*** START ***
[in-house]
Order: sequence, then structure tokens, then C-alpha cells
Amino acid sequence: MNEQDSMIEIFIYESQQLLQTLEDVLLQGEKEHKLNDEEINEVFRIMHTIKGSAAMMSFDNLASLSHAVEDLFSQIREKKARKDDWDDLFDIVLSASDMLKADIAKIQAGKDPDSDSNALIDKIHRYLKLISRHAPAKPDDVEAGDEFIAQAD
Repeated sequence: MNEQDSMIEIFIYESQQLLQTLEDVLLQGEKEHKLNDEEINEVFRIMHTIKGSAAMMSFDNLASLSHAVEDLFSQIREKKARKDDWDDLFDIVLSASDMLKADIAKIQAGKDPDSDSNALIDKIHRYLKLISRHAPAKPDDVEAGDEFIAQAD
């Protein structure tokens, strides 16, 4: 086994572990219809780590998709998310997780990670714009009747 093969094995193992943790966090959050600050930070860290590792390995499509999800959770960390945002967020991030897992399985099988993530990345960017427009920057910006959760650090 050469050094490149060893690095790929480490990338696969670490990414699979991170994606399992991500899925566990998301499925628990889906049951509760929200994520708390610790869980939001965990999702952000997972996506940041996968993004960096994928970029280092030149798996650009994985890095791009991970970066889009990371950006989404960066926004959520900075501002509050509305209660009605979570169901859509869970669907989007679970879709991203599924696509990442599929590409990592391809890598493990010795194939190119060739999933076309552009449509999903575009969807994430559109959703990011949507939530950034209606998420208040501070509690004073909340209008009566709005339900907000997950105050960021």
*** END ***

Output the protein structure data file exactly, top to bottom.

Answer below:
[in-house]
Order: sequence, then structure tokens, then C-alpha cells
Amino acid sequence: MNEQDSMIEIFIYESQQLLQTLEDVLLQGEKEHKLNDEEINEVFRIMHTIKGSAAMMSFDNLASLSHAVEDLFSQIREKKARKDDWDDLFDIVLSASDMLKADIAKIQAGKDPDSDSNALIDKIHRYLKLISRHAPAKPDDVEAGDEFIAQAD
Repeated sequence: MNEQDSMIEIFIYESQQLLQTLEDVLLQGEKEHKLNDEEINEVFRIMHTIKGSAAMMSFDNLASLSHAVEDLFSQIREKKARKDDWDDLFDIVLSASDMLKADIAKIQAGKDPDSDSNALIDKIHRYLKLISRHAPAKPDDVEAGDEFIAQAD
């Protein structure tokens, strides 16, 4: 086994572990219809780590998709998310997780990670714009009747 093969094995193992943790966090959050600050930070860290590792390995499509999800959770960390945002967020991030897992399985099988993530990345960017427009920057910006959760650090 050469050094490149060893690095790929480490990338696969670490990414699979991170994606399992991500899925566990998301499925628990889906049951509760929200994520708390610790869980939001965990999702952000997972996506940041996968993004960096994928970029280092030149798996650009994985890095791009991970970066889009990371950006989404960066926004959520900075501002509050509305209660009605979570169901859509869970669907989007679970879709991203599924696509990442599929590409990592391809890598493990010795194939190119060739999933076309552009449509999903575009969807994430559109959703990011949507939530950034209606998420208040501070509690004073909340209008009566709005339900907000997950105050960021």